The previous LNP government withheld the release of the Environmental Impact Statement on the proposed dredging of Trinity Inlet until after the QLD state elections. Finally we get to see the report (available for download here) and it is clear that the recent Federal moves to ban the dumping of capital dredge spoil anywhere within the GBR Marine Park will sound the death knell on the project.
The report identifies a preferred marine dump site (Option 1) which is within the GBR Marine Park. This option comes at a cost of some $102 million (well above the $40m that the previous Government pledged pre-election) and a direct benefit cost ratio of 2.7; which would make the project look potentially interesting, even allowing for some over-optimistic benefit assumptions. The vast bulk of the EIS (all but the Executive Summary) has been written using the marine based Option 1 as the base case.
However, as the Executive Summary makes clear, proposed changes to legislation announced after the bulk of the Report had been completed make marine based dumping of capital spoil in the GBR Marine Park a highly unlikely possible option. The report notes that there is only one marine based option which is not within the GBR Marine Park (Option 2) and that it is “unlikely that a full EIS of Option 2 would show this option is appropriate“.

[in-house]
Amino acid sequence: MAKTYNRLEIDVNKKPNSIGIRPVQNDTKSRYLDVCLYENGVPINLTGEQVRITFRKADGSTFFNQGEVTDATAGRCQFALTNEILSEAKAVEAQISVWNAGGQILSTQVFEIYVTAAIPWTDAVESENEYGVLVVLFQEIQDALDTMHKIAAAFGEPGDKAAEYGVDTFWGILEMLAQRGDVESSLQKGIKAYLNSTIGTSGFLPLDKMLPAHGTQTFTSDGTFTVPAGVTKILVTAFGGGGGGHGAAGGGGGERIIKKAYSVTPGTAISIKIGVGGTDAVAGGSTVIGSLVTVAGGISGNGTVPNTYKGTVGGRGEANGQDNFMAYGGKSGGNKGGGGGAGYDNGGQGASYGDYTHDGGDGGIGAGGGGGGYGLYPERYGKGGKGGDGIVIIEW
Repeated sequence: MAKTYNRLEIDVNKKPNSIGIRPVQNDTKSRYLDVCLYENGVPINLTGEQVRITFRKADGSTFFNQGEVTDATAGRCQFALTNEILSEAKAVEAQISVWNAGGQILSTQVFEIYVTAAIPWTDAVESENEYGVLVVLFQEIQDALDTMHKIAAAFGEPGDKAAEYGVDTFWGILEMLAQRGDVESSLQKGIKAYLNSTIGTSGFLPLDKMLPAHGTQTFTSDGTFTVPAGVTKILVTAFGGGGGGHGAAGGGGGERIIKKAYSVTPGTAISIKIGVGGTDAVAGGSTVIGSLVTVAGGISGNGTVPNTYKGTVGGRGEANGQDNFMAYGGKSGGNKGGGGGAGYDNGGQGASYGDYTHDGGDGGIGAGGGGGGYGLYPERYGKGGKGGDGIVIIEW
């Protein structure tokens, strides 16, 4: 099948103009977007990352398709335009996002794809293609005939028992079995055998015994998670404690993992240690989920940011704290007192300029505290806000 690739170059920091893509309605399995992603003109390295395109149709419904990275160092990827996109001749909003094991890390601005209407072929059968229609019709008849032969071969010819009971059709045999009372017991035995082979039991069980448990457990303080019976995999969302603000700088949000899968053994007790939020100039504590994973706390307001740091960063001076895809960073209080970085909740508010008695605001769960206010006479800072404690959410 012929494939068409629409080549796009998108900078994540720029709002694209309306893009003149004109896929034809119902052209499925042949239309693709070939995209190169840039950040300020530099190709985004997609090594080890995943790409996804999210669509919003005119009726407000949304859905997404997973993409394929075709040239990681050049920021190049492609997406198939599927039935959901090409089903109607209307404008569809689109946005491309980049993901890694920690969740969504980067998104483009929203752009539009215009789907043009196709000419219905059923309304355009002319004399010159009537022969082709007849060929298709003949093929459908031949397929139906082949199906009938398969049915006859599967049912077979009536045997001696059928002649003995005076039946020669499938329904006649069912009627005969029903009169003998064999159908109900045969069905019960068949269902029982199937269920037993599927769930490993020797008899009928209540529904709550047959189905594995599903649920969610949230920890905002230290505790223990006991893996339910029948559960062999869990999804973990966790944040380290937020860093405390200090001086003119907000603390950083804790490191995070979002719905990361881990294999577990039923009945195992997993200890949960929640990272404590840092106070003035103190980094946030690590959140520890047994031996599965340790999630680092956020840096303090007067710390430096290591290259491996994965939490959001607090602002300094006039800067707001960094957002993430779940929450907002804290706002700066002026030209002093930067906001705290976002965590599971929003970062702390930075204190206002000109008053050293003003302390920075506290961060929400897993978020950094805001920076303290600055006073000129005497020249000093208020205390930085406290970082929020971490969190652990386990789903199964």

The EIS also considered a number of land based options for the disposal of capital dredge spoil with the preferred option being East Trinity. However, the cost of this option varied between $365m and $440m (depending upon whether the area was used simply for disposal or for subsequent development). Using these costings the direct benefit cost ratio would seem to fall to somewhere between 0.8 and 0.7 (these figures are not explicitly included in the EIS since the report focuses exclusively on the preferred marine based disposal option, but are calculated using the figures quoted in Appendix 9 of the report, Economic Analysis). The Report acknowledges that this higher level of cost makes the land based options only worthy of further study “if Government assesses that the additional costs can be justified”. At the suggested level of benefit:cost that would seem highly unlikely.
Indeed the new Queensland government has made it clear that they do not consider that the “additional costs can be justified” and as a result have made it clear that the proposal is now dead in the water. (Cairns Post; Trinity Inlet dredging canned).
You can also read a slightly different take on the story at the new Cairns Now news-blog site.